Hoping to bring good luck to their favorite bills, California legislators, staff, and lobbyists toss a penny off the second floor of the capitol rotunda, trying to land it in the hat of a statue of Queen Isabella sitting next to her pageboy and Christopher Columbus. Unfortunately, the pitched coins have damaged the statue several times, tearing fingers off of the queen and her young servant.
The historic sculpture, according to Fox 40, is valued at $1 million and has sat in the rotunda since 1883. The statue depicts Columbus kneeling by the queen’s side, imploring her to help him fund a special trip that he is planning. The tradition is that if you can land a tossed penny in the Queen’s hat, the bill you want passed will be signed by the governor.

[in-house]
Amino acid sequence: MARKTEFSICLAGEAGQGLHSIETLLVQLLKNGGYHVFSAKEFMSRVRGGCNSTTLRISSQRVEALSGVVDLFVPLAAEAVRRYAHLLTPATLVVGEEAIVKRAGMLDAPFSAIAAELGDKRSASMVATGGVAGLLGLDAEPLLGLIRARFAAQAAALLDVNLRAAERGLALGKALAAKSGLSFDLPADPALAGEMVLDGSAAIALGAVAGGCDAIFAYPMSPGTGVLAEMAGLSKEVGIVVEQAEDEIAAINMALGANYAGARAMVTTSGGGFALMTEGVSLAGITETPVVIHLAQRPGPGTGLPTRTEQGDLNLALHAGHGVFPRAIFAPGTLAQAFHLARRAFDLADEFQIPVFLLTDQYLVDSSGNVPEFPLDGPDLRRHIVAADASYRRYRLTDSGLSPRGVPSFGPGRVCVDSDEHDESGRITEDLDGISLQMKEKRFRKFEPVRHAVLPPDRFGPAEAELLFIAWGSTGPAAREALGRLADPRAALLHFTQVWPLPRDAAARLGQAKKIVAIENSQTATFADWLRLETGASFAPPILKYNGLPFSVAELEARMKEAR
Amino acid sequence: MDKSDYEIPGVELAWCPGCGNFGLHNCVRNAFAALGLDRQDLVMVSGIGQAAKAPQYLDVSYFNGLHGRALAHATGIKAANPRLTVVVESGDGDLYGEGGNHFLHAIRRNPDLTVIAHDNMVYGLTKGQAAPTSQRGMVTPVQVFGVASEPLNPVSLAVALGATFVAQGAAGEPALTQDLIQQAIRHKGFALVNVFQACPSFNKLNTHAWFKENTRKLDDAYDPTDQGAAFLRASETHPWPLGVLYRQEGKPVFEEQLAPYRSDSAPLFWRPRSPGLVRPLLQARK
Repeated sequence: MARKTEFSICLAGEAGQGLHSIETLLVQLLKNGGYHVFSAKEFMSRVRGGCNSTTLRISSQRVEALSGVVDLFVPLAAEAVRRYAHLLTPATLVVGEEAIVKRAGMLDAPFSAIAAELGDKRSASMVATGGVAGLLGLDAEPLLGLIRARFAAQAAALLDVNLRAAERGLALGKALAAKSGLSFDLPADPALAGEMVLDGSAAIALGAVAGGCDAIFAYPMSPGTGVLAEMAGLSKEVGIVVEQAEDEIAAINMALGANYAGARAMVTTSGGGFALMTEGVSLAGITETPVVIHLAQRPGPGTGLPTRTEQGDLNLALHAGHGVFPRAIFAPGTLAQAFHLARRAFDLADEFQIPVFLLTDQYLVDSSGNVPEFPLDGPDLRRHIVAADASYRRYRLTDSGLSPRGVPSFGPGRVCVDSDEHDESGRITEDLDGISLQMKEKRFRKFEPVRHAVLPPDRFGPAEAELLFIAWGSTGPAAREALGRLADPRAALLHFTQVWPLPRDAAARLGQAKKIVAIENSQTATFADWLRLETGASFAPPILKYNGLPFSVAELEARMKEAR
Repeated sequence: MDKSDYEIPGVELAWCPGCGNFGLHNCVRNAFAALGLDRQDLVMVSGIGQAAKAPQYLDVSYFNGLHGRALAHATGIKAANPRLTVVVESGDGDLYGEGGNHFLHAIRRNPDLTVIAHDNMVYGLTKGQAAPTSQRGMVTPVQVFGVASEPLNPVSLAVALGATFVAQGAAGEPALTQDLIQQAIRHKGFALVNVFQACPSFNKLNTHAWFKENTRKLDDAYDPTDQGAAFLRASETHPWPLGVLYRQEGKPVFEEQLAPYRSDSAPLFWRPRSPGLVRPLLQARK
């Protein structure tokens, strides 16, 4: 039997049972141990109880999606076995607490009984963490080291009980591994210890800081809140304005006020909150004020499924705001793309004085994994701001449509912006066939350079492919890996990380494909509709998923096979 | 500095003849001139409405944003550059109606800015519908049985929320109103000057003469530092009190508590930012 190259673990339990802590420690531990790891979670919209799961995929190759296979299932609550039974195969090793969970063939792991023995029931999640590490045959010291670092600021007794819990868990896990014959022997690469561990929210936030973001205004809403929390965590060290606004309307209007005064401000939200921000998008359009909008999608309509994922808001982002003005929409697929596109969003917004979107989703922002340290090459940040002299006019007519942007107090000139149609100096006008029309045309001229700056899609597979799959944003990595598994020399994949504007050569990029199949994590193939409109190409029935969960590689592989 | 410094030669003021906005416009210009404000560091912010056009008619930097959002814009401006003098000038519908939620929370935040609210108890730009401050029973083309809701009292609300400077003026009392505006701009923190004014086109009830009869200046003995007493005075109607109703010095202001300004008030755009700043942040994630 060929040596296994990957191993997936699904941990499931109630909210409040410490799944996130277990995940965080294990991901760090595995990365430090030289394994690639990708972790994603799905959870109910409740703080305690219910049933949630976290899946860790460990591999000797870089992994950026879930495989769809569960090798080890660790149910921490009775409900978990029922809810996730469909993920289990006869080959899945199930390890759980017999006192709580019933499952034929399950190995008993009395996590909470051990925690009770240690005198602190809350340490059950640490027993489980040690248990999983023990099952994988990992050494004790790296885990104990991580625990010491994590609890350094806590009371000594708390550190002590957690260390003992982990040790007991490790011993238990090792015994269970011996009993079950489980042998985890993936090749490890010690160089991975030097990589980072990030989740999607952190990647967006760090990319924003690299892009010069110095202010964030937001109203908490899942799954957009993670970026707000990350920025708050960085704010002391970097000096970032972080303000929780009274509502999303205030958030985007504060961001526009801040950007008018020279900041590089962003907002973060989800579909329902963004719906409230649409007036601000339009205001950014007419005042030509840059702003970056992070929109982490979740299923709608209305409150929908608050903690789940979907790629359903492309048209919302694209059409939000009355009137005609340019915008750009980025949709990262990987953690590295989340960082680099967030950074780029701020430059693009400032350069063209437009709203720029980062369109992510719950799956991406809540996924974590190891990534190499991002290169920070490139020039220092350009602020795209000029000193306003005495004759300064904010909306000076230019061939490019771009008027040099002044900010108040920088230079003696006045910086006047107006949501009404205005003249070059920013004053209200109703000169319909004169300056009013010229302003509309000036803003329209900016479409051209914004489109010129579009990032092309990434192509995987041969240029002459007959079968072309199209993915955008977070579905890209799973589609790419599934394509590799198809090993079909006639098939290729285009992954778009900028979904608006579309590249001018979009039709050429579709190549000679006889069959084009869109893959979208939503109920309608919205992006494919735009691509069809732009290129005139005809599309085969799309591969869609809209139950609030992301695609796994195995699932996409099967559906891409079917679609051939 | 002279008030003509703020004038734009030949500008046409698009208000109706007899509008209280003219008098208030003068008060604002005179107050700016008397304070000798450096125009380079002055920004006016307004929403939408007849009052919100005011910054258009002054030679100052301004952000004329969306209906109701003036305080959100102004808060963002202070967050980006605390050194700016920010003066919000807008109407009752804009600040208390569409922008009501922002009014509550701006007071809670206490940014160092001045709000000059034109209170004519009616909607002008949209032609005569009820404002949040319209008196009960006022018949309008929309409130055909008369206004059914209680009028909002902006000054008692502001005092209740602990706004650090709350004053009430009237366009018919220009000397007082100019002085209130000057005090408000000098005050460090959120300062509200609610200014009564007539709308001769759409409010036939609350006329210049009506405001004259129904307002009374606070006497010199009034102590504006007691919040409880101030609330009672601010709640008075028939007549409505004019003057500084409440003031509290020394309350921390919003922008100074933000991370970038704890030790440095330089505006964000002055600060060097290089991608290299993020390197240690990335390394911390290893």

Although the lawmakers are good at passing bills, they are not very good shots, as demonstrated by the missing fingers. The errant coins have hit the statue many times and knocked some of the fingers off the pageboy and her majesty.
Ashely Espinoza, an elementary school sightseer at the Capitol, was distressed when she discovered that a finger was missing. Espinoza said that if she had less than five, it would make her sad.
Sightseer Jasmina Garcia was surprised when she was told that the pointer on the pageboy’s hand had to be reattached after someone had knocked it off with a wild toss. “Oh no,” she said. “I didn’t know they allowed that.”
Actually, according to California law, they don’t allow it. Fox 40 confirmed that damaging a historic state treasure is a felony.
Which leads one to the question, “is this tradition or is this felony vandalism?”